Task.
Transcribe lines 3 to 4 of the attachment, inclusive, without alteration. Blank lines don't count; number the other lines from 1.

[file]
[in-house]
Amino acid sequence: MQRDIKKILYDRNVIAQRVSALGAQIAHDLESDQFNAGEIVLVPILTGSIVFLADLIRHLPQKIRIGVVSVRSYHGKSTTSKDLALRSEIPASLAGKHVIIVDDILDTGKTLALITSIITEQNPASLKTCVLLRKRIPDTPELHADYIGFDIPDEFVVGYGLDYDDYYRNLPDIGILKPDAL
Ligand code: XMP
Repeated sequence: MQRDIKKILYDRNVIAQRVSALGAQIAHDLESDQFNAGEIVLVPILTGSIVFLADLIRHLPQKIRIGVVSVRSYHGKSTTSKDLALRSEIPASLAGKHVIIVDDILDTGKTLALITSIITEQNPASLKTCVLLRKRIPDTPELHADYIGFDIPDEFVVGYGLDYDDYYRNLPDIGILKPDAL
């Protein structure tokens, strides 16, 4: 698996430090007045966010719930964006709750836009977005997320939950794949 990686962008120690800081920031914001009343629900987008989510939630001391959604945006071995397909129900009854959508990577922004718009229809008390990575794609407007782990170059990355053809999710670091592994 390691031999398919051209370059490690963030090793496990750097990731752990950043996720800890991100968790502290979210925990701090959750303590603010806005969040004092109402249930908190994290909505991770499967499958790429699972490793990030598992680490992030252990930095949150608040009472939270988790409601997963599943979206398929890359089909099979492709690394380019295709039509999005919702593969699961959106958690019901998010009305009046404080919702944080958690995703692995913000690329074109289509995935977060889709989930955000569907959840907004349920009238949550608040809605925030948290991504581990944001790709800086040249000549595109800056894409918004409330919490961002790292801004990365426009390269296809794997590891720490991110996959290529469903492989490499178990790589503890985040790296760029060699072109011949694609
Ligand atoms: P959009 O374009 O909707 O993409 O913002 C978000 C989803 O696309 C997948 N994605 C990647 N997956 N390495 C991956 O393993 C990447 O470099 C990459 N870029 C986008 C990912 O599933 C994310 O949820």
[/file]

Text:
Ligand code: XMP
Repeated sequence: MQRDIKKILYDRNVIAQRVSALGAQIAHDLESDQFNAGEIVLVPILTGSIVFLADLIRHLPQKIRIGVVSVRSYHGKSTTSKDLALRSEIPASLAGKHVIIVDDILDTGKTLALITSIITEQNPASLKTCVLLRKRIPDTPELHADYIGFDIPDEFVVGYGLDYDDYYRNLPDIGILKPDAL